MURRAY, JOHN CLARK, philosopher, educator, author, and social reformer; b. 19 March 1836 in Paisley, Scotland, son of David Murray, a shopkeeper and municipal politician, and Elizabeth Clark; m. there 20 July 1865 Margaret Smith Polson*, daughter of manufacturer William Polson, and they had four daughters and one son; d. 20 Nov. 1917 in Montreal.
Clark Murray studied theology at Glasgow and Edinburgh and in Heidelberg and GOttingen (Germany) in preparation for ministry in the Free Church of Scotland. Repelled by denominational politics and evangelical Calvinist theology and drawn instead to literature, philosophy, and a socially engaged and undogmatic Christianity, he sought a career in education rather than the ministry. He became professor of mental and moral philosophy at Queen’s College, Kingston, Upper Canada, in 1862 and was attracted to McGill College, Montreal, in 1872 by the promise, unfulfilled, of a position combining philosophy and English literature. Murray held the John Frothingham Chair of mental and moral philosophy from 1873 until his retirement in 1903. He also taught classes for the Montreal Ladies’ Educational Association and the Kingston Ladies’ Educational Association, the Glenmore Summer School of Philosophy in New York State, the Cooper Union and the People’s Institute in New York City, and the Presbyterian College of Montreal.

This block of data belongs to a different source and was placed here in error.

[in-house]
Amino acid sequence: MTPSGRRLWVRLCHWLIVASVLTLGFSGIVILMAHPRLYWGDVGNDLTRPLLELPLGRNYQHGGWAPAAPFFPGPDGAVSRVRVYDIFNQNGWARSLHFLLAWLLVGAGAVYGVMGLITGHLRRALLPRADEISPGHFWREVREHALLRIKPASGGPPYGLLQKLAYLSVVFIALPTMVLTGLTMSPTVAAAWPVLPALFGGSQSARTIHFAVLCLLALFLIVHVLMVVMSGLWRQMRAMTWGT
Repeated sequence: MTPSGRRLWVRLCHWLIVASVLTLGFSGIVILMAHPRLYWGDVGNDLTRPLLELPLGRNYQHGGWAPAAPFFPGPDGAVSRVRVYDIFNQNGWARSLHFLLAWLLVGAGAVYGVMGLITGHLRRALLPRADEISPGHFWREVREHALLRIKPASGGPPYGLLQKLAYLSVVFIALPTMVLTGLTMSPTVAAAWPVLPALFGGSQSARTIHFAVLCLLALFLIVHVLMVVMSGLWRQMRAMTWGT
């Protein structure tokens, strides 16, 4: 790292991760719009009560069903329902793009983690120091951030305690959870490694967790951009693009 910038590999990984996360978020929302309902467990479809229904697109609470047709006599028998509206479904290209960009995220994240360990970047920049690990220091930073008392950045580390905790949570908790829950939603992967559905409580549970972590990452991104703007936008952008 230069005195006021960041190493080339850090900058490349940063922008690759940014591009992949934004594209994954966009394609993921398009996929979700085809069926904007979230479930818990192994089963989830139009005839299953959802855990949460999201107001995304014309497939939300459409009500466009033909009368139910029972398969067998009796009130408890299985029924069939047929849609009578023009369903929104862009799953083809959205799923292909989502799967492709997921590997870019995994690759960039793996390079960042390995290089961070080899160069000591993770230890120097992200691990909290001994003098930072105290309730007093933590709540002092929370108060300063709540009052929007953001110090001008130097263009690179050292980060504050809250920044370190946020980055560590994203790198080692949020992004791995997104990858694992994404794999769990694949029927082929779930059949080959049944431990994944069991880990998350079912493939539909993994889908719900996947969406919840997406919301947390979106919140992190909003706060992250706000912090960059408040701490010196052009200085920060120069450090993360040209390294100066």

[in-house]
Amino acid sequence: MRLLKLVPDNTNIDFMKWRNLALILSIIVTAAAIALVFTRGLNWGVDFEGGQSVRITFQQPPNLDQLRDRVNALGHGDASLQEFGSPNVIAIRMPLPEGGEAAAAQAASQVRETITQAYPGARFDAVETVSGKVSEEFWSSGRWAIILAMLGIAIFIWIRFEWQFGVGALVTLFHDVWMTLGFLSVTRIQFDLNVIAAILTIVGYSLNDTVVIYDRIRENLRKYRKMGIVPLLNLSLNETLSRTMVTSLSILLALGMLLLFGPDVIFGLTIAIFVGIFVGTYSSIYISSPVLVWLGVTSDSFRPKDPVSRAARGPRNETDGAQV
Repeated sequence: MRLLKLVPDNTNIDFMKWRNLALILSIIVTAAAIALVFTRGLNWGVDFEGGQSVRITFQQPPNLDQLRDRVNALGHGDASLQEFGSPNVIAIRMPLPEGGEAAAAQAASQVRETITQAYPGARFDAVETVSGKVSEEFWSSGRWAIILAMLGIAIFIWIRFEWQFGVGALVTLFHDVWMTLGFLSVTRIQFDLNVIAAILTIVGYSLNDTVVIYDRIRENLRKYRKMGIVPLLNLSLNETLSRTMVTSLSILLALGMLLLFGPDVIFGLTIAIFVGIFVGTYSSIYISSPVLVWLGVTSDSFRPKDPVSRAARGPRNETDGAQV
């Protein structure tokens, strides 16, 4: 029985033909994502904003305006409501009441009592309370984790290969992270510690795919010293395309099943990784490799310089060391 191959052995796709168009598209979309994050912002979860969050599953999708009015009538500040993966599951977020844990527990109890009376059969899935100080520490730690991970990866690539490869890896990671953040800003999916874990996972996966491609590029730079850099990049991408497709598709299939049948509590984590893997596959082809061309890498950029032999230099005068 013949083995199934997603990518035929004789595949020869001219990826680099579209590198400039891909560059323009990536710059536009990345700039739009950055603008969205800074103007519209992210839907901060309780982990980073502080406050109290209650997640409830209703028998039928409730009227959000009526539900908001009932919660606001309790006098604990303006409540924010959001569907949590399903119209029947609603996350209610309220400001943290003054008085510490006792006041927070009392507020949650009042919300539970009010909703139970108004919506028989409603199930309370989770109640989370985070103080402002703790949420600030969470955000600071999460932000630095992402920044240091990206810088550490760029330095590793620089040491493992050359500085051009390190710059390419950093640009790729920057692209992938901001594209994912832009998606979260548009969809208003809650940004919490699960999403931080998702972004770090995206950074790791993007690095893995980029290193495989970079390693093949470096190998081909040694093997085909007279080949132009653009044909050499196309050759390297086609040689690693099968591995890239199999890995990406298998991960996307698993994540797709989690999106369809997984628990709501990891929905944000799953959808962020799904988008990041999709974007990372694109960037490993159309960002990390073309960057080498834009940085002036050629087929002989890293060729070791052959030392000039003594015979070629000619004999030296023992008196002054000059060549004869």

Murray arrived in the Canadas as the teaching of philosophy in colleges was maturing and his career demonstrates the discipline’s transition from amateur avocation to professional pursuit; he focused more exclusively on philosophy than his predecessors, but lacked the advanced training, single-minded dedication, and broader reputation of later colleagues and successors. His predecessor at Queen’s was a clergyman, James George*, and his successor the noted neo-Kantian John Watson*. At McGill he succeeded clergyman William Turnbull Leach* and he was the only teacher of philosophy until a part-time assistant in logic was hired in 1886. Tireless in promoting curricular reform and an expanded department, he received a full-time colleague only in 1901. On his retirement the by-then anachronistic title of “mental and moral philosophy” was dropped from the Frothingham chair and his duties were assumed by Alfred Edward Taylor and William Caldwell. Murray was a dedicated and well-loved teacher who encouraged students to pursue their education outside the classroom and he actively promoted students’ extracurricular literary, philosophical, and charitable societies. Throughout his career at McGill he taught the senior course in moral philosophy, which was obligatory for graduates in arts; in his hands it included political economy and social ethics.